Honeywell’s crammed their Adaptus Imagers into the Dolphin 9700. Currently, they have specs for the standard range 2D imager on regular models, and the Smart Focus 2D imager on the healthcare models. They also seated the imager at an angle from the top of the unit, so you can scan things in front of you while still looking at the screen. I like to see what I scan while I’m scanning it, so that seems pretty fancy to me. Optional models also can get a 2 megapixel color camera, in case you want to take pictures of the weird rash on your patient that looks like Eric Estrada, or maybe you want to document the boot prints on your shipment.

All models come with 802.11a/b/g and BlueTooth standard, and there are options to add GPS and GSM/HSDPA cell radios. Once you cram the GPS and the GSM in there, you have a pretty solid field service and route management solution right there.

To really rub it in to the competition that Honeywell’s in it to win it, they’ve bumped up their built-in flash offering to 1 GB, and have a microSD slot on the side of the Dolphin 9700 capable of reading 32 GB cards. I’m pretty sure with that size card, and the GPS, you could have a route management system for the solar system. And that’d be pretty bodacious.

As I’ve mentioned before, we review products that we sell. It’s no big secret that 95% of the POS retailers out there probably have a good handle on their product lines, but they don’t share that with the customer. Maybe they just like to feel special. I don’t know. Anyway, we’ve got about 35 reviews up live right now, but we’re not getting a lot of traffic through them, so my boss had me check out the metadata to see if anything weird was going on there. I give it a look and find out that half of them are identical to our template. No biggie, just means I have to make words up so Google looks at the pages and says “Ohhhhhhh, that’s a Symbol MC35 review, awesome!” instead of “Ohhh that’s a pos review what is that again?”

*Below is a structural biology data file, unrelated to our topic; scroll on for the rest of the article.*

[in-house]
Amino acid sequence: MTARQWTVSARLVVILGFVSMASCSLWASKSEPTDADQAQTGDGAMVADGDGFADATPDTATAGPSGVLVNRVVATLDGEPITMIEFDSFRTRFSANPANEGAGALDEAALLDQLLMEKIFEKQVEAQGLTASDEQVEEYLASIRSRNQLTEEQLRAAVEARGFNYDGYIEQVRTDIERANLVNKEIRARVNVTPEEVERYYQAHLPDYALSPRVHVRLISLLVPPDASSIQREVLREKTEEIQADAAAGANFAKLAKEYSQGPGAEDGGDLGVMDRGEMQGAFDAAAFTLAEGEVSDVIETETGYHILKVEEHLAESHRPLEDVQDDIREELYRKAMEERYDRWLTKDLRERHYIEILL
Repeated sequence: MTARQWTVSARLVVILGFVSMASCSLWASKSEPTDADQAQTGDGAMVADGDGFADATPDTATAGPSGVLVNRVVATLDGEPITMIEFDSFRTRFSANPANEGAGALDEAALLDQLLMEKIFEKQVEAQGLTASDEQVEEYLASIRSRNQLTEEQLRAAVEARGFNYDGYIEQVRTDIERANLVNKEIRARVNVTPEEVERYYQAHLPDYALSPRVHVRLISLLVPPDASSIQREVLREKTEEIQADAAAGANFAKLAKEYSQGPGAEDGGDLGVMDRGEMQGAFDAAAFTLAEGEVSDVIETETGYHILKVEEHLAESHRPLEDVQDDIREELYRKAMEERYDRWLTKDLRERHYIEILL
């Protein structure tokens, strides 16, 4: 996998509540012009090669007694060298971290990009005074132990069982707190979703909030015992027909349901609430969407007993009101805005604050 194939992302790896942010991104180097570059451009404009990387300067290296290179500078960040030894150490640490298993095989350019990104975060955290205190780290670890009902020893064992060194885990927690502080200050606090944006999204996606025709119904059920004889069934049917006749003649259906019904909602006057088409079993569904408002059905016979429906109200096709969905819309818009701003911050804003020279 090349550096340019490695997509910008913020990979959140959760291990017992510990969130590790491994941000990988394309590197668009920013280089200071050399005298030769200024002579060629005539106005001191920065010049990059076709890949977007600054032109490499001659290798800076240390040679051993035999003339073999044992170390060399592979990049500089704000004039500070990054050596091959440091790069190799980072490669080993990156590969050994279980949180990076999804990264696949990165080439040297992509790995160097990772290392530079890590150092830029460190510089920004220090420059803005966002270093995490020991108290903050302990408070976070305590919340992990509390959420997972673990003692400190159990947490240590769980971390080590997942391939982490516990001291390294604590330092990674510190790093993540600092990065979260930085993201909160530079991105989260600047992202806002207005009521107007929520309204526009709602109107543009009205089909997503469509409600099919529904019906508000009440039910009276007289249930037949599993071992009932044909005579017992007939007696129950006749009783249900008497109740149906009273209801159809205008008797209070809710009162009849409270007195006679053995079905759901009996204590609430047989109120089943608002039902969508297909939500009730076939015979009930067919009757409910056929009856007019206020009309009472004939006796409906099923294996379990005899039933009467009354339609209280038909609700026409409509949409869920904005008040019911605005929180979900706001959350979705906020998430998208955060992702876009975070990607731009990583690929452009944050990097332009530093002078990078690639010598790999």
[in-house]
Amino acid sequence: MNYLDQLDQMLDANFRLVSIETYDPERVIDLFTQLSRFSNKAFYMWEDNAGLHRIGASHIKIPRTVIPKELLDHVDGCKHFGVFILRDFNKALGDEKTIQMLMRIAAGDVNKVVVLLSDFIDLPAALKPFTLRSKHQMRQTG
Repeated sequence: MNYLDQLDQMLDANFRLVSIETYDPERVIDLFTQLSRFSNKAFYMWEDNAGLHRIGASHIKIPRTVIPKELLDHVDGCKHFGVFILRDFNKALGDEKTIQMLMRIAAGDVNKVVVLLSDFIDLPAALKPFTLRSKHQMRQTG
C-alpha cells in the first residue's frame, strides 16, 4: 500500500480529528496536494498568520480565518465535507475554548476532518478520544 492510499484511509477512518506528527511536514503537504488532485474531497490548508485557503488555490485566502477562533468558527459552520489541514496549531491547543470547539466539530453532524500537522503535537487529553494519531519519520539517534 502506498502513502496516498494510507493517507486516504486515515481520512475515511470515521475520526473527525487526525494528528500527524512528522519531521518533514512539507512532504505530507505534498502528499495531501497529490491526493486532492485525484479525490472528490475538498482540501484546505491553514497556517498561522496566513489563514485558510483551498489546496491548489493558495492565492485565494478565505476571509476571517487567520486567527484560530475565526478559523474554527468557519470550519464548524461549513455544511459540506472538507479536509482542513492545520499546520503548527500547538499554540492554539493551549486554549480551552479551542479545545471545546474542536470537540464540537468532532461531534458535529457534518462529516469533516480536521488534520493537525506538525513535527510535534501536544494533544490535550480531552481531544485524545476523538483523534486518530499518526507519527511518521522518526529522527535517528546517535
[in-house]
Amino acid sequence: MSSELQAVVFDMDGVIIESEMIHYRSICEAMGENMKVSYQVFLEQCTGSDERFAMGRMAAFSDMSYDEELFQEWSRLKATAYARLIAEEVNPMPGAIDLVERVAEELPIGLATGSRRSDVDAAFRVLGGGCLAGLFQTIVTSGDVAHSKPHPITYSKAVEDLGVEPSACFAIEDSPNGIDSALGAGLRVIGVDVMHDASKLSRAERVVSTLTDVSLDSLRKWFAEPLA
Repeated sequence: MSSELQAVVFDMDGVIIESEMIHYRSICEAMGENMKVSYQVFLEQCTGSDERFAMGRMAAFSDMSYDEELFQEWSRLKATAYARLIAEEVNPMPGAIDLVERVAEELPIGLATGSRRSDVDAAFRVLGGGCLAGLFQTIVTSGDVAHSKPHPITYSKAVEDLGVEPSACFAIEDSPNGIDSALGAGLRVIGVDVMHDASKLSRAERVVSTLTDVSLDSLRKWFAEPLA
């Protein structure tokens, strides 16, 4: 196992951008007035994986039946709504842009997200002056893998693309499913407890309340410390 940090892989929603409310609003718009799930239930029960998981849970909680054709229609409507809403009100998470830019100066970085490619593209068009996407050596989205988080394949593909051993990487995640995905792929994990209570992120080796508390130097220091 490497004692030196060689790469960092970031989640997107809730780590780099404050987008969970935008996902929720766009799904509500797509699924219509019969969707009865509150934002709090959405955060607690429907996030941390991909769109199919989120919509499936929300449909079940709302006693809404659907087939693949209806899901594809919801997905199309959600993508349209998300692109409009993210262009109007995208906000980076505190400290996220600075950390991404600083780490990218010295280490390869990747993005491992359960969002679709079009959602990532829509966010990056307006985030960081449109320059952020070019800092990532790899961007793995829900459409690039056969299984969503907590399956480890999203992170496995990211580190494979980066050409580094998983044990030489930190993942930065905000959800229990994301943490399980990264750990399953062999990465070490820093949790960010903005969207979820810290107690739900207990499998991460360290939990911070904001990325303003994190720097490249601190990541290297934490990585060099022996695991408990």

So I spent about a day whittling away at these descriptions, making them actually reference the product properly, as well as a little blurb about the contents. It was challenging after a while to be unique for each review. I’m pretty sure every 5th one has the same format with different main words. Oh well. It’s the thought that counts.

I don’t know when the site’s going to get crawled again, but here’s hoping that helps bump them up a bit too.

Intermec CN3

April 8, 2008

This is why you have engineers make your videos but not your product spec.

The Intermec CN3 has an advertised IP54 seal spec, which means it can be splashed with rainwater and that’s about it. They also rate it at resistant to drops of 5′ to concrete. I know it’s good to exceed spec, but people really need to know how beefy equipment is before they make a purchase.

I’ve always dug on really showing  what products can do, it’s way more impressive than just saying they’re durable. Muting the audio may be preferable for those who are violently allergic to Fred Durst. The Symbol/Motorola (Symbolora? Motorymbol?) MC9000 is what you see doing price and inventory checks at big box stores like Target.